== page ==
Jim chuckled. "Trust me, if you run into a colony of skunks, the partnership is over."

"Always knew I could count on you," Blair murmured jokingly in response, then scrambled through the opening with Jim's assisting heave. A moment later, he gasped a frightened, "Ah, shit -- !"

-- and then all hell broke loose.

It started with a wild cacophony, a rolling thunder as loud as a standing ovation on the opening night of a hit play. Jim winced against the noise, then covered his ears and doubled over in pain as a high-pitched squeal assaulted his hearing, the disorienting shriek almost toppling him off the crates.

He knew he couldn't give into the impulse to remain huddled over. His partner was up there in the midst of that chaos, and Jim felt no greater imperative than to protect him. In the next instant, he grabbed the edge of the opening and pulled himself up, grunting in agony as his abdominal muscles protested. He felt something tear, and the pain nearly drove him down into darkness, but he fought against it, just as he fought against the almost overwhelming stench that assailed his nostrils as he flopped face down on the floor, his legs still dangling through the trapdoor.

Another heave, and he was completely through the opening. Scrambling desperately to his hands and knees, he resisted a panic-stricken response to flail at the frightened bats swirling around his head. He found Blair only inches away, crouched in a ball of terror as he shielded his face and head from the onslaught, and he used his own body as a shield to further protect him.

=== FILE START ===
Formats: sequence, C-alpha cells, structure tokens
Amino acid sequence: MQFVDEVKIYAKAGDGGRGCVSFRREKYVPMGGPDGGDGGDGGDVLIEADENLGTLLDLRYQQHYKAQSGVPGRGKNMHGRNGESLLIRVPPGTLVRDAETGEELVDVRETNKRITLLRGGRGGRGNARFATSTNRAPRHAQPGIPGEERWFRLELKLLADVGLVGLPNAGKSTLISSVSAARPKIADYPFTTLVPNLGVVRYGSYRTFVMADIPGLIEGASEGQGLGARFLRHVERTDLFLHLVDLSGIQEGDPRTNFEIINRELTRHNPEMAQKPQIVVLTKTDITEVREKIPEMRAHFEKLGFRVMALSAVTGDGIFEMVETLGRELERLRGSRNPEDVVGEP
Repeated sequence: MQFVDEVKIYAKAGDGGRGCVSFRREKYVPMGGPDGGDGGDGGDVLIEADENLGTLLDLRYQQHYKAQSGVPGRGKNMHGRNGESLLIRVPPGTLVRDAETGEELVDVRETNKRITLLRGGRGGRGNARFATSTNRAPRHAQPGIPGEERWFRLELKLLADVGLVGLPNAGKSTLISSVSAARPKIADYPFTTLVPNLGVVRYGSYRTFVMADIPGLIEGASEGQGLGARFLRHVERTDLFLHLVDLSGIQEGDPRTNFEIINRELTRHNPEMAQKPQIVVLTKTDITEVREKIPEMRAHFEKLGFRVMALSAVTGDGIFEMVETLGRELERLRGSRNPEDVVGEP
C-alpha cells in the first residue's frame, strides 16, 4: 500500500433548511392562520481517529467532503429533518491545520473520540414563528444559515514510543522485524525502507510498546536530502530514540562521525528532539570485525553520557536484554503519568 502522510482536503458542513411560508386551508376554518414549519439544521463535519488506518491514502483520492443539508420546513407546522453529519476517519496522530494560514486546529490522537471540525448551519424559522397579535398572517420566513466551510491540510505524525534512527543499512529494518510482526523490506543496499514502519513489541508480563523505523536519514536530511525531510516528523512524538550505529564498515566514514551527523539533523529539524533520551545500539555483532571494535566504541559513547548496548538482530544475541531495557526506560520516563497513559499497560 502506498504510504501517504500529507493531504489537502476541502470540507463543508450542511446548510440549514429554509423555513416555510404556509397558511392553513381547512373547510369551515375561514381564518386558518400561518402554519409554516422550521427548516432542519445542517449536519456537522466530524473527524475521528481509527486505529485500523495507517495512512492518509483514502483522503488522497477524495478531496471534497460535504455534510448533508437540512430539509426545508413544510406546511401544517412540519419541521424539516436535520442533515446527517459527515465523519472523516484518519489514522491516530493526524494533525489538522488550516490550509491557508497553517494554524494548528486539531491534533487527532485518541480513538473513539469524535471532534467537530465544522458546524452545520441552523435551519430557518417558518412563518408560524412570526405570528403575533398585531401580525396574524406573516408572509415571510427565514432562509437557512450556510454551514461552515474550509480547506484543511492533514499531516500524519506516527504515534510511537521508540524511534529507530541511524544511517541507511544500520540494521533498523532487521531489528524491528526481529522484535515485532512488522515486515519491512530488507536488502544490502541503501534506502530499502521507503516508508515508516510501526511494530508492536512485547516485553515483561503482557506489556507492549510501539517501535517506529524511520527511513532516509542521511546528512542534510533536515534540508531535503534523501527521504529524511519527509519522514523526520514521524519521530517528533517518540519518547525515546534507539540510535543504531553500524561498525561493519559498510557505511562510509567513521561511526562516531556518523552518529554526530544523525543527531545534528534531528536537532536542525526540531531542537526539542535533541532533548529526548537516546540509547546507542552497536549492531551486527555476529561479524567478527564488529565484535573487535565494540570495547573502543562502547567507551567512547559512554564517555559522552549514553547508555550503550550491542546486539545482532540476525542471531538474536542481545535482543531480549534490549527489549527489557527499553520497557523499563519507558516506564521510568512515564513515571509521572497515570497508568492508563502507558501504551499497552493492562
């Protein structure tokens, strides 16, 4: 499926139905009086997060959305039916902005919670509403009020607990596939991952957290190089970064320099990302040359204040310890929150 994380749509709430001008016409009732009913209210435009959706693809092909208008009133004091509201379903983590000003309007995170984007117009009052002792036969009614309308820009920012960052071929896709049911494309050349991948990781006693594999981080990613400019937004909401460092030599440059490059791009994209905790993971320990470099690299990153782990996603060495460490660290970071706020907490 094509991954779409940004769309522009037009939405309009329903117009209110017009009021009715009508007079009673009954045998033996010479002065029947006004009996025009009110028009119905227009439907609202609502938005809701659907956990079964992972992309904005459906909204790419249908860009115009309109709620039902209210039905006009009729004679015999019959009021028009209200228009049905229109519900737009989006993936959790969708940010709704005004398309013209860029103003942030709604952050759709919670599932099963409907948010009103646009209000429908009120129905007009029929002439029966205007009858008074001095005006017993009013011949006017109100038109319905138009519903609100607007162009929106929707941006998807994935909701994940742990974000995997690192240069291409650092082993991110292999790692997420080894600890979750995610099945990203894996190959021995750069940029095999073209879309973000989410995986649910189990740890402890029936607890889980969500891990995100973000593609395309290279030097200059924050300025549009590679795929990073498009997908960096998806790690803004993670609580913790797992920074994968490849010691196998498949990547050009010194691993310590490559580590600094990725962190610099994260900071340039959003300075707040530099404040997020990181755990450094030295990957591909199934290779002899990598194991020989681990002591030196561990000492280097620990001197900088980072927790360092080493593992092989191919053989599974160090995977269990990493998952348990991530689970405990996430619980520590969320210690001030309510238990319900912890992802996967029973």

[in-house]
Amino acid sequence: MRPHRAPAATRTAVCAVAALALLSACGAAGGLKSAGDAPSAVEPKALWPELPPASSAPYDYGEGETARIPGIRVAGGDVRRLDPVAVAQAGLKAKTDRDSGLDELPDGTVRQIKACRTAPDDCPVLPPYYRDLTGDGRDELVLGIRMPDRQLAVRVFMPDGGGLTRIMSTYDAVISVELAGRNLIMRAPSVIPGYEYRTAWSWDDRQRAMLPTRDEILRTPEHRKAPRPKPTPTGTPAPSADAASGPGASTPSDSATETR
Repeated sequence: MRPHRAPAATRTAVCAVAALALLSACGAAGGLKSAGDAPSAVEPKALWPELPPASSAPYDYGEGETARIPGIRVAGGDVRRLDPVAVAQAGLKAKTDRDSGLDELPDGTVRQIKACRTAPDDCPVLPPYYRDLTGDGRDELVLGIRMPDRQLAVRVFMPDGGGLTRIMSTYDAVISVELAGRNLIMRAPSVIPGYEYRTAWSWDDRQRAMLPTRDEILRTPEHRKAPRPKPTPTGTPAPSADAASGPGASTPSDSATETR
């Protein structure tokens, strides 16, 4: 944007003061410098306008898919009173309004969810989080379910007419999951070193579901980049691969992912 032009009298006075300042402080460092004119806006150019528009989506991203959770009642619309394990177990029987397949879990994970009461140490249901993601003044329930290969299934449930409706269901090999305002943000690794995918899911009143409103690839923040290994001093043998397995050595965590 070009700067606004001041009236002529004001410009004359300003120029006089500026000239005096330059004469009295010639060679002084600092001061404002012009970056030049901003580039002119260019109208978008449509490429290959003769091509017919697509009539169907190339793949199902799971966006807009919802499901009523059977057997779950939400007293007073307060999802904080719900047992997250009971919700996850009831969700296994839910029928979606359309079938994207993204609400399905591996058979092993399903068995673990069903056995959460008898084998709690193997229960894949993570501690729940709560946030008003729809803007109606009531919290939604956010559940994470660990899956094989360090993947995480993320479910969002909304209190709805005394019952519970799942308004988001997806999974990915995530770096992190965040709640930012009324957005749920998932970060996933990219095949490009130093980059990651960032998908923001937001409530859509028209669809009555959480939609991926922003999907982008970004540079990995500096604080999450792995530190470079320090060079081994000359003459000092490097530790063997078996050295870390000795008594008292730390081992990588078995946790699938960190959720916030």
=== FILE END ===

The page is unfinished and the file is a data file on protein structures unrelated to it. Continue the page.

"It's just bats," he said gently, hiding his face in the fabric of Blair's jacket. "They'll clear out in a minute."

"I know," Blair answered, his voice tight with barely restrained panic as he huddled motionless and let the rampaging colony flow around him. "Except I've got one stuck in my hair."

Instinctively, Jim started to reach for it.

"Don't, Jim," Blair implored. "It may have rabies."

The swirling storm of wings had decreased considerably as the disturbed bats fled from the sanctuary of their "cave" and flew into the unaccustomed daylight beyond the walls. Jim looked at the little bat, a baby from all appearances, which seemed bemused but not alarmed by the unusual nest surrounding him. He managed a slight chuckle. "It's no wonder he likes his new bed," he commented softly. "The top of your head looks like a tree exploded in your hair."

"Oh, thank you very much," Blair murmured in peeved response. He trembled as the little mammal shifted and tried to work itself free of the encumbrance. "Oh, man," he moaned, fighting to stay calm. "How's it doing?"

"It's almost free," Jim assured him, raising himself up now that the rest of the bats were gone. "The stench is about to knock me out, though."

Carefully, Blair uncurled himself and sat up, desperately ignoring the unwelcome passenger atop his head. They were in a narrow wall space between the two structures. It was crisscrossed with large beams, and the walls towered upward into the gloom. He could barely see the roof some forty feet overhead. The interior wall, part of the newer warehouse, was metal siding, but the outer wall of the old lumber mill was wood, the boards warped and splintered.